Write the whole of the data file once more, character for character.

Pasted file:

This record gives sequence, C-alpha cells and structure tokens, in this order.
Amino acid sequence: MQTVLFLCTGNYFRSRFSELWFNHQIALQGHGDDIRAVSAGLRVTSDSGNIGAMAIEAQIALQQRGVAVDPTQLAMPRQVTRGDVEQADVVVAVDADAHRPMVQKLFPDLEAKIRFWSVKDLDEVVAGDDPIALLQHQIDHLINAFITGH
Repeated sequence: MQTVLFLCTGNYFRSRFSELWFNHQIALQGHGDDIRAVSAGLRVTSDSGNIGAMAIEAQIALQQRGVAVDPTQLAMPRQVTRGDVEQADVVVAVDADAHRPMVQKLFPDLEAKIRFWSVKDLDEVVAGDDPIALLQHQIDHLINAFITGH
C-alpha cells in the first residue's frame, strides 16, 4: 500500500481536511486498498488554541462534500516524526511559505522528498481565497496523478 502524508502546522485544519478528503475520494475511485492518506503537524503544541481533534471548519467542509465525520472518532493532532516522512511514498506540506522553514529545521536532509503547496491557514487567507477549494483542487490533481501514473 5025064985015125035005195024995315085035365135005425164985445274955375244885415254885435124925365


This record gives sequence, C-alpha cells and structure tokens, in this order.
Amino acid sequence: MQTVLFLCTGNYFRSRFSELWFNHQIALQGHGDDIRAVSAGLRVTSDSGNIGAMAIEAQIALQQRGVAVDPTQLAMPRQVTRGDVEQADVVVAVDADAHRPMVQKLFPDLEAKIRFWSVKDLDEVVAGDDPIALLQHQIDHLINAFITGH
Repeated sequence: MQTVLFLCTGNYFRSRFSELWFNHQIALQGHGDDIRAVSAGLRVTSDSGNIGAMAIEAQIALQQRGVAVDPTQLAMPRQVTRGDVEQADVVVAVDADAHRPMVQKLFPDLEAKIRFWSVKDLDEVVAGDDPIALLQHQIDHLINAFITGH
C-alpha cells in the first residue's frame, strides 16, 4: 500500500481536511486498498488554541462534500516524526511559505522528498481565497496523478 502524508502546522485544519478528503475520494475511485492518506503537524503544541481533534471548519467542509465525520472518532493532532516522512511514498506540506522553514529545521536532509503547496491557514487567507477549494483542487490533481501514473 5025064985015125035005195024995315085035365135005425164985445274955375244885415254885435124925365